- We also want feedback on the priorities: are the priorities intuitive/useful? Are there (general) use cases that aren’t captured by these priorities? (See explainer for more discussion around number of priorities).


Performance: We’re relying on site-specific latency and responsiveness metrics for measuring performance. Specifically, we’re looking to find out if site-specific performance improves, regresses, or stays the same. The outcome can depend on a lot of factors, e.g. does the site already have a scheduler? how much of the page does the site own? how well does the implementation’s approach to integrating postTask tasks and tasks from other task sources work? Our hypothesis is that performance shouldn’t regress, but we want to validate this. And if it does regress performance, we want to understand why and possibly vary the implementation.


Usefulness of the MVP: We’re looking to answer a couple questions here:

  1. Does the API simplify scheduling?

  2. Is the postTask MVP useful enough on its own, or are there vital features missing? For example, are there enough guarantees/predictability around postTask priorities to be useful, or are priorities needed elsewhere (e.g. fetch, IDB)?


Experimental timeline

M86 -- M87


Further rationale and notes:

  - We have partners ready to experiment immediately and soon (see below). Given this current engagement, we’d like to continue experimenting now

  - Please note that the OT wasn’t enabled in M85 (we are aware of the burn-in risk)

  - We will likely need to extend the OT again once we integrate partner feedback. Our alternative plan was to extend the OT for 3 milestones now, but given the branch point for targeting M88 is Nov. 12, we don’t feel that would be enough time to incorporate feedback. We’re calling this out here since that could potentially take us over 6 total milestones, albeit with gaps.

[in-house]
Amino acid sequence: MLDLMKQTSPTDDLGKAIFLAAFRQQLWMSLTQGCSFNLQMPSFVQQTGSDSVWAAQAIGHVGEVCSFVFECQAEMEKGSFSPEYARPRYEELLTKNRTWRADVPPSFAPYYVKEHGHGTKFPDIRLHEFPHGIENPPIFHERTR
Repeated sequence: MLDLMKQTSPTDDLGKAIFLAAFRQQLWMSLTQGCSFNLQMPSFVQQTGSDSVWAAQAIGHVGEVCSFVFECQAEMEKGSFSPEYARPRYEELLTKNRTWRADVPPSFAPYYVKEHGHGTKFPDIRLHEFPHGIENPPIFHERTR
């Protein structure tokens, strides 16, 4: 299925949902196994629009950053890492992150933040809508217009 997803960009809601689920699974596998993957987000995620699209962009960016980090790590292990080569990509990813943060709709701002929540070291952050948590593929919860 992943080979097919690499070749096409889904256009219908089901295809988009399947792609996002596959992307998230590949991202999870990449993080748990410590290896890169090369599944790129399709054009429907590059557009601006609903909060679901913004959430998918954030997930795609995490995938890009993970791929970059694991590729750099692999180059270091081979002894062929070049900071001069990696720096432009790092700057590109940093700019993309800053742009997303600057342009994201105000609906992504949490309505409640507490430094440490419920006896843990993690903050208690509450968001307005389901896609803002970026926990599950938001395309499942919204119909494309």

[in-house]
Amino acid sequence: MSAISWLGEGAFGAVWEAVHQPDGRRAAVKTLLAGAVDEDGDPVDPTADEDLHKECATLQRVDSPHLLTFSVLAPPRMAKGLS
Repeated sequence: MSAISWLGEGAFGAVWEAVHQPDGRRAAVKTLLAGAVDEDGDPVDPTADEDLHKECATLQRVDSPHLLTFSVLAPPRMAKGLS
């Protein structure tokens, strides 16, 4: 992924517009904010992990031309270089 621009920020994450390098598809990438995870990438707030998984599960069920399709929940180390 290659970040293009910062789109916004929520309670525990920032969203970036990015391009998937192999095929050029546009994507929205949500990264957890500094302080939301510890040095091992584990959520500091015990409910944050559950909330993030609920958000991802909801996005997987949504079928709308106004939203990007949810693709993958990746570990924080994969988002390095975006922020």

Reason this experiment is being extended

Previous I2E: https://groups.google.com/a/chromium.org/g/blink-dev/c/31qZ-bMToM8/m/k1BefOpMAwAJ


We were unable to achieve our experimentation goals in the first OT, largely due to COVID-related partner delays. Our initial OT also only ran for 2 milestones since M82 was skipped. We have one partner that would like to continue experimenting immediately (React / Facebook -- they turned down the experiment after it exposed an internal bug, and are ready to resume), and one that wants to start in this new timeframe (Airbnb).


Ongoing technical constraints

None.


Will this feature be supported on all six Blink platforms (Windows, Mac, Linux, Chrome OS, Android, and Android WebView)?

Yes


Is this feature fully tested by web-platform-tests?

No


But it’s fully tested by Chromium wpt_internal tests: https://source.chromium.org/chromium/chromium/src/+/master:third_party/blink/web_tests/wpt_internal/scheduler/


Tracking bug

https://bugs.chromium.org/p/chromium/issues/detail?id=979017


Launch bug

https://bugs.chromium.org/p/chromium/issues/detail?id=1048941


Link to entry on the Chrome Platform Status

https://chromestatus.com/feature/6031161734201344


Links to previous Intent discussions

Intent to prototype: https://groups.google.com/a/chromium.org/g/blink-dev/c/HvqbB7TGJKU/m/Kd0WUGXkAQAJ

Intent to Experiment: https://groups.google.com/a/chromium.org/g/blink-dev/c/31qZ-bMToM8/m/k1BefOpMAwAJ



This intent message was generated by Chrome Platform Status.

Yoav Weiss

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Oct 1, 2020, 4:17:01 AM10/1/20
to Scott Haseley, blink-dev
LGTM to experiment M86-87

From my perspective, since the OT was off for M85, we can "restart the clock" in M86.